But this is 1987 George, long emerged from his shell and embraced by the music world as a solo entity. Cloud Nine was something of a comeback, in fact, following a five-year gap in studio releases to pursue other worthwhile ventures. Cloud Nine was produced by ELO captain/future Wilbury/Chia human Jeff Lynne, who clad George’s rock hymns in the sparkling rays of, well, 1987. (Which was a FINE YEAR, you know. Lot of good people born that year. Just saying.) The synth touches date the album slightly but afford the heavenly sound one might expect of a Harrison record, a sound which highlights its best parts and covers for some of the weaker ones. It helps, of course, that five years on the bench let George cultivate good songs such as this one.

 

06. David Wise – Ice Cavern Chant (Donkey Kong Country, 1994)

Pure winter shimmer for me, please! Just dump me in this ice hole and let me die of hypothermia hearing the still, dry air moved by the plucks and plings of harp strings and mallet percussion. Let me watch my breath rise to the starry night sky whilst the polar bears feast on my face, all because I was a little kid in a swamp playing a video game with the most beautiful icy level and the most beautiful icy song and invented fantasies based in weather which are sure to destroy me.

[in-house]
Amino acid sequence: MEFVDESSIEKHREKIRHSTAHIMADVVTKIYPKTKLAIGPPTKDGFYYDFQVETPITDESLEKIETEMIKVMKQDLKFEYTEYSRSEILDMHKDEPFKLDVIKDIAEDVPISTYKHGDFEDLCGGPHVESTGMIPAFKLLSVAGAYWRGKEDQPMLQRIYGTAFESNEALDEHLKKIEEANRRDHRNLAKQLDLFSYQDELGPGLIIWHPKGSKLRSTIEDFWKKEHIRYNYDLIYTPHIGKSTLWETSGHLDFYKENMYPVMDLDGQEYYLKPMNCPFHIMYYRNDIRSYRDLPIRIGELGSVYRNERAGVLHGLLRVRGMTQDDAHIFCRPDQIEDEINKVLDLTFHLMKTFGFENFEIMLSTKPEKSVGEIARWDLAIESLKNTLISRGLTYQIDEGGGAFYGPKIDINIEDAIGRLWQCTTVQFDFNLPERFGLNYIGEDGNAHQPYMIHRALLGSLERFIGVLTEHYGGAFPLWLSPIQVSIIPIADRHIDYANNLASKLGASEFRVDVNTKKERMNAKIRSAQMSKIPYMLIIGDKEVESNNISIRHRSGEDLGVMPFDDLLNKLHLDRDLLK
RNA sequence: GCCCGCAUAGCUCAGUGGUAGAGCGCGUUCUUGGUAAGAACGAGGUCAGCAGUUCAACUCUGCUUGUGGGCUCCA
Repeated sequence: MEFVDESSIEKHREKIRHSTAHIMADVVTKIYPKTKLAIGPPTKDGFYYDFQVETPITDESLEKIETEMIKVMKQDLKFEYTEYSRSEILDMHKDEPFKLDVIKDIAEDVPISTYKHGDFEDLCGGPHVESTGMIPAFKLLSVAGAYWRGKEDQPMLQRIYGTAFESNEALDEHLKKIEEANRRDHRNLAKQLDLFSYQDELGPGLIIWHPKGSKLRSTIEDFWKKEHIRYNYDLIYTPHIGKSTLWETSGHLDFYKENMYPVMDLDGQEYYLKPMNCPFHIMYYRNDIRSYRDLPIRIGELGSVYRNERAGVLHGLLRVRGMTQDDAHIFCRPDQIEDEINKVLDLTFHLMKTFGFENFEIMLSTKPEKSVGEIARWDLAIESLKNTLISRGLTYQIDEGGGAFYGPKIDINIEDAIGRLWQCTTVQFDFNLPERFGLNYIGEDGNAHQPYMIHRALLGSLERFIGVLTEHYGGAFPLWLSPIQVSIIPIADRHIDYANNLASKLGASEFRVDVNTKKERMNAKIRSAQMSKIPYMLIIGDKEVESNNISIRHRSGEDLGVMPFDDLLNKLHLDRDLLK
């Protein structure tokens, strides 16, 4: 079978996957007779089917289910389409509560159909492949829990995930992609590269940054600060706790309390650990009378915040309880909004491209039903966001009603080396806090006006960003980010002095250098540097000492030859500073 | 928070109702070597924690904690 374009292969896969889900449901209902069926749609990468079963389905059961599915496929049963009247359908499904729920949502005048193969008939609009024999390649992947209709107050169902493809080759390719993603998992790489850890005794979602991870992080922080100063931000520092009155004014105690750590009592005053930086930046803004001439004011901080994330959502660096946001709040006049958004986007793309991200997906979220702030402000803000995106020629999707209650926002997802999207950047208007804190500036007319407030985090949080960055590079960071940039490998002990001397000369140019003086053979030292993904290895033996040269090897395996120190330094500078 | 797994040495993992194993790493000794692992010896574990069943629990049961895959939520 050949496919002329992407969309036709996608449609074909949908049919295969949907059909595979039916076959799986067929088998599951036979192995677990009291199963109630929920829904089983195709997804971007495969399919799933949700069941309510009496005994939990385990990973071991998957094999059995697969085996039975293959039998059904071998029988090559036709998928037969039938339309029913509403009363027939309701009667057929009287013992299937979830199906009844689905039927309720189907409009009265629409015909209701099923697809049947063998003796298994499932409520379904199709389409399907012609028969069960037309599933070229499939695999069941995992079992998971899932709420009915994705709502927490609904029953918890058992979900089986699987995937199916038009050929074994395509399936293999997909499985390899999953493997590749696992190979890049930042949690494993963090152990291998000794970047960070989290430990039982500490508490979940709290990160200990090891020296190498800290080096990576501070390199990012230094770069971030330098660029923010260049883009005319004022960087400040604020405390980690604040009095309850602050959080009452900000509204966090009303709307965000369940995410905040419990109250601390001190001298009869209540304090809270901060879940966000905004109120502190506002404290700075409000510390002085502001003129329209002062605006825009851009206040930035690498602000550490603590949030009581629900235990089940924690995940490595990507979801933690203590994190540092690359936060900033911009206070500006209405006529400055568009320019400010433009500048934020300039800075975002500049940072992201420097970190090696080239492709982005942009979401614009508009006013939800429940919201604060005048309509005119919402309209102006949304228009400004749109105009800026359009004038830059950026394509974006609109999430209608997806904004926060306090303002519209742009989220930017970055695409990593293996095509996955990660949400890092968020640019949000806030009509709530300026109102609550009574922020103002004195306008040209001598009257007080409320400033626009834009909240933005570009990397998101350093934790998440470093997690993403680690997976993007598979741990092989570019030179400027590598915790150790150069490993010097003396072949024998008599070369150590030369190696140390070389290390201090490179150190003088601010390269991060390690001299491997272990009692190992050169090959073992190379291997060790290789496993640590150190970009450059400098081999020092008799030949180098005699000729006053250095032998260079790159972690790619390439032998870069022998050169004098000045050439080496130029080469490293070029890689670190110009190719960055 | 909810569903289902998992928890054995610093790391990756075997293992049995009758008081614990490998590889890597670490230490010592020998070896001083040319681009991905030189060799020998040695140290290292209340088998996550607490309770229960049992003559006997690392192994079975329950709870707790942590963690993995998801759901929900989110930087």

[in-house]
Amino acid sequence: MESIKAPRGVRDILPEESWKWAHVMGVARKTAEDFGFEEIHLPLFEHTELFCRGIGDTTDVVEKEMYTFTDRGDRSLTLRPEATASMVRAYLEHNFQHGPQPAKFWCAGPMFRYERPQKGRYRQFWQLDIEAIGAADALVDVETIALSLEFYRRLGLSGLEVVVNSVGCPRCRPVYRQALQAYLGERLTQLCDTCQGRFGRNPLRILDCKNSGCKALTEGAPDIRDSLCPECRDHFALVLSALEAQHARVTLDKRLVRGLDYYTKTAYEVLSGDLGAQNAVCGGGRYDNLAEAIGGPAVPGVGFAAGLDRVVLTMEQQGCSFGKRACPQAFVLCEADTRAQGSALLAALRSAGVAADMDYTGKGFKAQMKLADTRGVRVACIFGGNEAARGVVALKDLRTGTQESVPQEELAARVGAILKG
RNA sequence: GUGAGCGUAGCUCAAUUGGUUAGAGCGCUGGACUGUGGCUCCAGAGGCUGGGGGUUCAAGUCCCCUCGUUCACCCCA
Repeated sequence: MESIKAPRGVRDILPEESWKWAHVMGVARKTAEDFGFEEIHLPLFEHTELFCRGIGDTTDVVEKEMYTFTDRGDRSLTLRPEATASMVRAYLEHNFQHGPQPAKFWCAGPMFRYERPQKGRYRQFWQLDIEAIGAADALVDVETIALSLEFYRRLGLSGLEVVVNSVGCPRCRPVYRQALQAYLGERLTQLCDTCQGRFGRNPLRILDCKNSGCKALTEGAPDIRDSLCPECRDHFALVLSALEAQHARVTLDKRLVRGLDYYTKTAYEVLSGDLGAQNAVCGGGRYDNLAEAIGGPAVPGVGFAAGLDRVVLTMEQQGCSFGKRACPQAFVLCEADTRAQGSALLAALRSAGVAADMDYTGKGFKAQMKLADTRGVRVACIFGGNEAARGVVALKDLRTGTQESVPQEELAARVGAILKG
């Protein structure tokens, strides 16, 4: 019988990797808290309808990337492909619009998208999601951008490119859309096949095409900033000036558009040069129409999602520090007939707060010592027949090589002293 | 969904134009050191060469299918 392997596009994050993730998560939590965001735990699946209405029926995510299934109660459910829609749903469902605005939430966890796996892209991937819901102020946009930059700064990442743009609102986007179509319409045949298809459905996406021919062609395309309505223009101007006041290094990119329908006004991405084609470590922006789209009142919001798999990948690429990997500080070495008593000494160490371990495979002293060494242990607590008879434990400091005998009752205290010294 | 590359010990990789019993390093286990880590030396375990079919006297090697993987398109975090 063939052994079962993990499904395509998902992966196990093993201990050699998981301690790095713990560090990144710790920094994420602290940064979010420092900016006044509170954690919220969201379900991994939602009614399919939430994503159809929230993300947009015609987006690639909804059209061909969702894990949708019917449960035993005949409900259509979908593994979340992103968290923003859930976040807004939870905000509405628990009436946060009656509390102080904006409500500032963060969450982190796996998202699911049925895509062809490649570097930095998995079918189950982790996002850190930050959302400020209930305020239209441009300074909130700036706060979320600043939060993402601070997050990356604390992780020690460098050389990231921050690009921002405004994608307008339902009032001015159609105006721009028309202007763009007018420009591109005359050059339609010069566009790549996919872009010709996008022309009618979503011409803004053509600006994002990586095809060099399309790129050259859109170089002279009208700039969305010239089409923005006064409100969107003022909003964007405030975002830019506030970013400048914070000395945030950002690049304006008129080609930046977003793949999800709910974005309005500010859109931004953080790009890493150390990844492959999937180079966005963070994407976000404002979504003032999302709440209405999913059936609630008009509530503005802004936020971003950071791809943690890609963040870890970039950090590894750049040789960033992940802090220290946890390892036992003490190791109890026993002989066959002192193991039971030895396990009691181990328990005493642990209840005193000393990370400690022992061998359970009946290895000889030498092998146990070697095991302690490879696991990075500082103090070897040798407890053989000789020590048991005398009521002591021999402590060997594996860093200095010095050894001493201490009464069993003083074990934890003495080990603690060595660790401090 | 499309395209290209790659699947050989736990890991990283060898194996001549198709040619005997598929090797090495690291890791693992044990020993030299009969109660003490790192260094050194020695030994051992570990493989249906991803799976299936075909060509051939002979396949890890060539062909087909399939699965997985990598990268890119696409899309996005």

07. Gary Brooker & The London Symphonic Orchestra – A Salty Dog (The Long Goodbye: Symphonic Music of Procol Harum, 1995)

“A Salty Dog”, from Procol’s third album of the same name, was the first song to use the orchestra which so highly elevated the band’s profile. It was therefore a natural choice for the first live show the band did with an orchestra, a little gig in Edmonton which I have already discussed in detail. A little gig I have trouble not discussing. A little gig so good that burning it to its own CD wasn’t enough to keep it off my mixes. Or so I thought…

Instead, it turns out, that the track you are hearing, the same track I downloaded so many years ago, is NOT the Edmonton Symphony Orchestra performance but some other random live performance with an orchestra. It may not even be Procol, just good ol’ Gary alone. (I scraped, scoured, Shazammed, Reddited, Asked Jeeves, wrote my congressman, spent five years in contemplation, and tried turning it off and on again. Can’t source this damn song to save my life.) NEVERMIND I FOUND IT! THANKS CHAZ!